'Prison city': This Arizona town depends on the labor of incarcerated people
One community in Arizona is so dependent upon the labor of incarcerated people, those who worked there call it “prison city.”
Sitting in his office in the old train depot on Railroad Avenue, City Manager Caleb Blaschke says it's no secret what makes Willcox special.
“It’s the people. The people are very generous here. The people are very giving. The people in the community will come together for a good cause," said Blaschke.
There are only a little more than 3,000 residents that populate this quiet city in southeastern Arizona, surrounded by majestic mountain ranges.
But if you look closely, you’ll see it’s supported by people who aren’t officially residents. Men in orange jumpsuits exist silently on the periphery, taking out the trash and mopping the floors at city hall, raking leaves at ballparks, and cutting the grass at the cemeteries.
People like Ryan Fisher.
“They literally call it a prison town right? I mean, like, that’s what they call it like its a prison city that’s — you know ù they’re relying off the labor of prison," said Fisher.
Fisher spent a year working maintenance and construction jobs in Willcox while he was incarcerated in the Arizona Department of Corrections.
Fisher was sent to the Safford prison in 2020 for a theft charge. He spent around a year there. Like all Arizona prisoners, Fisher was required to work. A sales consultant, Fisher suddenly found himself digging ditches for 25 cents an hour.
“And, I’m telling you, the heat was exhausting," Fisher said.
Fisher was one of hundreds of prisoners each year who are forced to work manual labor in cities and towns across the state.
In a review of thousands of pages of contracts between 2017 and 2021, the Arizona Republic and KJZZ identified nearly 100 public entities that employ hundreds of rotating prisoners every year in a wide variety of maintenance, agricultural and construction jobs, and other temp work.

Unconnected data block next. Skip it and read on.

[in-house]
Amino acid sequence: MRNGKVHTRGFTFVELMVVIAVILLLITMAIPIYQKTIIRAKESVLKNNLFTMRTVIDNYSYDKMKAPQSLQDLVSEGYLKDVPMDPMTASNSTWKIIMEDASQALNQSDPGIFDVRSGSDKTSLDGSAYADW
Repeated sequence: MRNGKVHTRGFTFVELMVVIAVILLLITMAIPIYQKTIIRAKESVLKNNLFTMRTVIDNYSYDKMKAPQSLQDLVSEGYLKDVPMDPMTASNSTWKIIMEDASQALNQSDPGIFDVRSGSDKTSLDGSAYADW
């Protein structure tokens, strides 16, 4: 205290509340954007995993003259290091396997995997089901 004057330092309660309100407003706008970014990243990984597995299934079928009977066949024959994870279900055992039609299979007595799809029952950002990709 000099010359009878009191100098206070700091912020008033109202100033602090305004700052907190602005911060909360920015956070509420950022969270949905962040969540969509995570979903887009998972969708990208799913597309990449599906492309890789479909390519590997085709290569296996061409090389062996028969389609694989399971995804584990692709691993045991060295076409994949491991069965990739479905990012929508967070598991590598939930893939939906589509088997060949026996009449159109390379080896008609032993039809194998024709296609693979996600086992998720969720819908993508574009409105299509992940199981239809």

Thirty-six cities, including Bisbee, Globe and Tombstone, contracted with the Department of Corrections to maintain city-owned property. Multiple state, county and city agencies also have prisoners do lawn maintenance or building upkeep at the governmental mall in Phoenix.
Testifying in front of the Joint Legislative Budget Committee this month, Arizona Department of Corrections Director David Shinn told lawmakers that many communities could not survive without the cheap prison labor:
“If you were to remove these folks from that equation, things would collapse in many of your counties, for your constituents," Shinn said.
These jobs are different from the work available through Arizona Correctional Industries, the primary prison employment entity. The work done in cities is offered through an agreement, where prisons can lease out their captives for less than $1 an hour.
Willcox Public Works Superintendent William Teeters takes me to the Twin Lakes Golf Course to show how the city uses incarcerated labor. As we pull up, two men dressed in orange watch silently from a nearby maintenance shed.
“Here at the golf course they’re utilized to mow and to keep the irrigation running, keep the pumps running, just to kind of, keep the golf carts running," Teeters said.
Teeters said it takes about five incarcerated people to keep the course in good condition.
“The DOC guys they really help keep up with the maintenance and things of the town that you’re living in,” said Teeters.
As we turn to leave the golf course and head back for town, the prisoners who were standing in the maintenance shed have disappeared.
At Big Tex Bar-B-Que, server Felicia Harguess says she’s become used to seeing prisoners working in town.
“I dont even think twice about it when I get out and I see one of them working around the city hall over here. I mean they maintain the rosebushes, the grounds and everything and just kinda help keep it nice for us,” said Harguess.
Harguess says she thinks most people in Willcox are supportive of the use of incarcerated labor.
“I think it’s great. You don't have to pay them as much to come and do stuff and they get stuff done," said Harguess. "And a lot of these guys look forward to being able to get out and do something different you know from the prison but it's worked out very well for Willcox.”
But Ryan Fisher didn't feel that way.
“I didn't agree with it all. I felt like I was being used, abused, manipulated, however you want to put it," Fisher said.
He was able to put his life back together after his release from prison, but Fisher says he still gets nauseous when he thinks of Willcox.
“That whole, little over a year that I spent there — it literally feels like a nightmare to me. I mean it just feels like a place I would never want to go back to," Fisher said.